For months we’ve warned that declining used car prices could spell disaster for subprime auto securitizations (see “Slumping Used Car Prices Spell Disaster For Subprime Auto Securitizations”). While it’s always difficult to predict the exact timing of when bubbles will burst, a combination of record-high lease returns in 2017 and 2018, combined with rising interest rates could imply that the auto bubble is on the precipice. As Bloomberg recently pointed out, strong used car pricing is a critical component required to prop up the overall auto market. While American’s love their brand new cars, if used car prices become too soft then substitution can hurt new car sales. Add to that the impact of falling residual values on the finance arms of the auto OEMs and you have all the ingredients required for an auto market meltdown.
It is official. The United States has formally pulled out of the Trans-Pacific Partnership, otherwise known to everyone as the TPP.As one of his first acts of business, President Donald Trump signed an executive order to make an exit from the TPP….To the surprise of no one, most of the TPP has nothing to do with trade at all. In fact, just five of the 29 chapters are related to trade. The remaining chapters are about corporate control, global big government and regulation of the Internet. It’s essentially the magnum opus of global government and crony capitalism.
Invitation Homes, the 2012 buy-to-rent creature of private-equity firm Blackstone, and now owner of 48,431 single-family homes, thus the largest landlord of single-family homes in the US, accomplished another feat: it obtained government guarantees for $1 billion in rental-home mortgage backed securities….The government agency that has agreed to guarantee the “timely payment of principal and interest” of these “Guaranteed Certificates,” as they’re called, is Fannie Mae, one of the government-sponsored entities (GSE) that has been bailed out and taken over by the government during the Financial Crisis. This is the first time ever that a government-sponsored enterprise has guaranteed single-family rental-home mortgage-backed securities, issued by a huge corporate landlord. It’s an essential step forward in financializing rents: taxpayer backing for funding the biggest landlords.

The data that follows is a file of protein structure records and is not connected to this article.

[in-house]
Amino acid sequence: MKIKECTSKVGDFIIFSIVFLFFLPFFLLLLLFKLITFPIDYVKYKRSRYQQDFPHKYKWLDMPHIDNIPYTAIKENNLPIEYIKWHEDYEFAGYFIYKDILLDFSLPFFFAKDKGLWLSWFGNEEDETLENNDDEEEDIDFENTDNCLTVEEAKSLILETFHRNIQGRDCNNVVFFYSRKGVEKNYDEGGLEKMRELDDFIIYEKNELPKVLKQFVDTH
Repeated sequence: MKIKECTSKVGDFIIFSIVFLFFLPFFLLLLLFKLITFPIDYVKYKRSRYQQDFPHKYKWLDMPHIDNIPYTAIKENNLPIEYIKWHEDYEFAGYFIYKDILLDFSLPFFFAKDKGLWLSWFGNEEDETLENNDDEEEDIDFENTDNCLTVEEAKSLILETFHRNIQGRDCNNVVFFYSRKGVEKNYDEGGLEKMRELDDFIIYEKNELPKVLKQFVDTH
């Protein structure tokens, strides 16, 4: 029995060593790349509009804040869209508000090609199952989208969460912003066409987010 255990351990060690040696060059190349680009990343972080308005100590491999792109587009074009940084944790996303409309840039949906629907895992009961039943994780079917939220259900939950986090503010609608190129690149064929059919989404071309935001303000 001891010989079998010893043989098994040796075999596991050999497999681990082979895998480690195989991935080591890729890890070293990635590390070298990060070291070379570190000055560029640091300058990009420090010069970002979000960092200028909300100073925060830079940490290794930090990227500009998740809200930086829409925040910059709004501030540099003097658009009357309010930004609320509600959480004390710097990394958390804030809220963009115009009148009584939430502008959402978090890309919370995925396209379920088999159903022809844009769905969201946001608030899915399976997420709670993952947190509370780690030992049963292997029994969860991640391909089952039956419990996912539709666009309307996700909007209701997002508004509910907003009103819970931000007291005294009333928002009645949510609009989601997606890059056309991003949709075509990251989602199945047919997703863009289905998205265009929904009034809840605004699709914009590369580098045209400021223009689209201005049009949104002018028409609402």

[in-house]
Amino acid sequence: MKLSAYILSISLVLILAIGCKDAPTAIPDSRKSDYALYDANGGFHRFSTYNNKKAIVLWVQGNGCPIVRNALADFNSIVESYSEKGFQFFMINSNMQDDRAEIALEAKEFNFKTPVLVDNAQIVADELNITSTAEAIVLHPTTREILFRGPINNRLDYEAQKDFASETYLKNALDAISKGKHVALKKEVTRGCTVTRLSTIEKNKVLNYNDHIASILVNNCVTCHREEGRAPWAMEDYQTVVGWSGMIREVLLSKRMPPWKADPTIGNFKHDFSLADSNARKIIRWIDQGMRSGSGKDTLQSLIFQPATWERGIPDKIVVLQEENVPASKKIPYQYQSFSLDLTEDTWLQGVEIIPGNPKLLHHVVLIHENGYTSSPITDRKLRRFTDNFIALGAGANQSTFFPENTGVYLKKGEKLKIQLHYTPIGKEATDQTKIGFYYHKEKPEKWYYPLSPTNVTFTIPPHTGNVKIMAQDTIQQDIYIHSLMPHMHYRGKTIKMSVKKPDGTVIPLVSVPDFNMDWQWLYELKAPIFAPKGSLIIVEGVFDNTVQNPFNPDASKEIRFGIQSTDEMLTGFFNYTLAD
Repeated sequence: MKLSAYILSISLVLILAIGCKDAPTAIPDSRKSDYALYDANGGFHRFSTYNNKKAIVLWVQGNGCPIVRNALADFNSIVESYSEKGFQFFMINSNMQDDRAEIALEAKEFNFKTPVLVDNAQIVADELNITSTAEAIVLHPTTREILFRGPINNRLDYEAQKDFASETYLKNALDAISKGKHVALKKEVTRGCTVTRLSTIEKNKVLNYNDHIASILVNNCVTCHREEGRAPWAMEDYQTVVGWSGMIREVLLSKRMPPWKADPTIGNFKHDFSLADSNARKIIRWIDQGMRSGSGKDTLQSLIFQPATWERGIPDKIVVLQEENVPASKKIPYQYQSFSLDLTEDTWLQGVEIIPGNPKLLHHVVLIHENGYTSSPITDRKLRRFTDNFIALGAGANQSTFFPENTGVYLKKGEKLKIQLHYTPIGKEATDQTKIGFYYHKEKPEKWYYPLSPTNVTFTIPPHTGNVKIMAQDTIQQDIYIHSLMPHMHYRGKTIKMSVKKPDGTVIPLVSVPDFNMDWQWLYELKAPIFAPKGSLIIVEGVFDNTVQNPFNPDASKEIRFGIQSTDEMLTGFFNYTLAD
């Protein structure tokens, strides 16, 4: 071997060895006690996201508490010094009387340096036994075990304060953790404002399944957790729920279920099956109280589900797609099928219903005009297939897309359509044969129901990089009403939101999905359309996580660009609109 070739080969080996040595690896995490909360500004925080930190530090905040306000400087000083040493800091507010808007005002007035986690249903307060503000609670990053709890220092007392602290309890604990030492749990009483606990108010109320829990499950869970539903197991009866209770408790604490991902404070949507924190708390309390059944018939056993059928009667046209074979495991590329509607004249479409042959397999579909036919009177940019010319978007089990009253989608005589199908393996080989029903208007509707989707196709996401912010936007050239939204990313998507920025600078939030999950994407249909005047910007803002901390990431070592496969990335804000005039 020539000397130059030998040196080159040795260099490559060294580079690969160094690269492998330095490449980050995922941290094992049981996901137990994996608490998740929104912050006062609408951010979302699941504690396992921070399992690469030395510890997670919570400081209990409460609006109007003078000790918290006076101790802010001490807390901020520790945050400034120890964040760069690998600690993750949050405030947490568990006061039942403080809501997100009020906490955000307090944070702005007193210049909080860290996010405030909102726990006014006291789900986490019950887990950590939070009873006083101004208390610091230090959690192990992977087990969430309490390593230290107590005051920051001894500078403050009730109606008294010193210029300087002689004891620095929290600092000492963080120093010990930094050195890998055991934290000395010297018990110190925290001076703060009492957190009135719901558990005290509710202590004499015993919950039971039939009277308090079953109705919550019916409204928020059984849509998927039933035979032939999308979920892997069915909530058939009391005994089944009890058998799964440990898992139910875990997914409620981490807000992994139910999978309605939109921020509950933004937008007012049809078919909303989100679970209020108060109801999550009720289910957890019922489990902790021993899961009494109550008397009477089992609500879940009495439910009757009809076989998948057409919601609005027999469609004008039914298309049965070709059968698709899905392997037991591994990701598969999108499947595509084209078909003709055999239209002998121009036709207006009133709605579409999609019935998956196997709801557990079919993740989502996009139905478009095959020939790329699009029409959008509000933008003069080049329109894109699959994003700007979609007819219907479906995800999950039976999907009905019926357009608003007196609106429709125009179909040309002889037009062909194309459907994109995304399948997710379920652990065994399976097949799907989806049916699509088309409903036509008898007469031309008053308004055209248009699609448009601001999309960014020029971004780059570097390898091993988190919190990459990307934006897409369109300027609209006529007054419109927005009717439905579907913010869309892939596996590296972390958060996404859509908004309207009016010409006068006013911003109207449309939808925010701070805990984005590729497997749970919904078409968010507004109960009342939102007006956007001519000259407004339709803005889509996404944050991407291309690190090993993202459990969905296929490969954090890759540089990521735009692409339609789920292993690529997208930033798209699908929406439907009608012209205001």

One of the fascinating characteristics of conservatives is how they are able to live in an alternative universe within their own minds, one that can easily be called la-la land. A good example of this phenomenon is conservative icon Max Boot, one of America’s most ardent interventionists and promoters of the U.S. national-security state’s domestic and foreign military empire. Lamenting the possibility that President Trump is going to initiate a “radical reorientation of America’s foreign policy,” Boot makes a remarkable statement in an op-ed appearing in yesterday’s Los Angeles Times, one that perfectly demonstrates the la la land in which he lives: For more than 70 years, the United States has been the world’s leading champion of free trade, democracy, and international institutions, particularly in Europe and East Asia……Is he for real? Does he really believe that?
The changing of the political guard in Washington shouldn’t overshadow some radical developments happening across town at the Federal Reserve, where it’s as if the doves have donned hawks’ feathers and flown the coop. Consider Fed Governor Lael Brainard, who as recently as September was expected to dissent against a majority on the Federal Open Market Committee in the event they voted to raise interest rates. So, it’s difficult to conceive why four months later, in a January 17 speech at the Brookings Institution, she was open to not only boosting rates more rapidly, but in reversing the long-held doves’ policy stronghold of reinvesting the proceeds of maturing securities held by the Fed on its balance sheet into more bonds.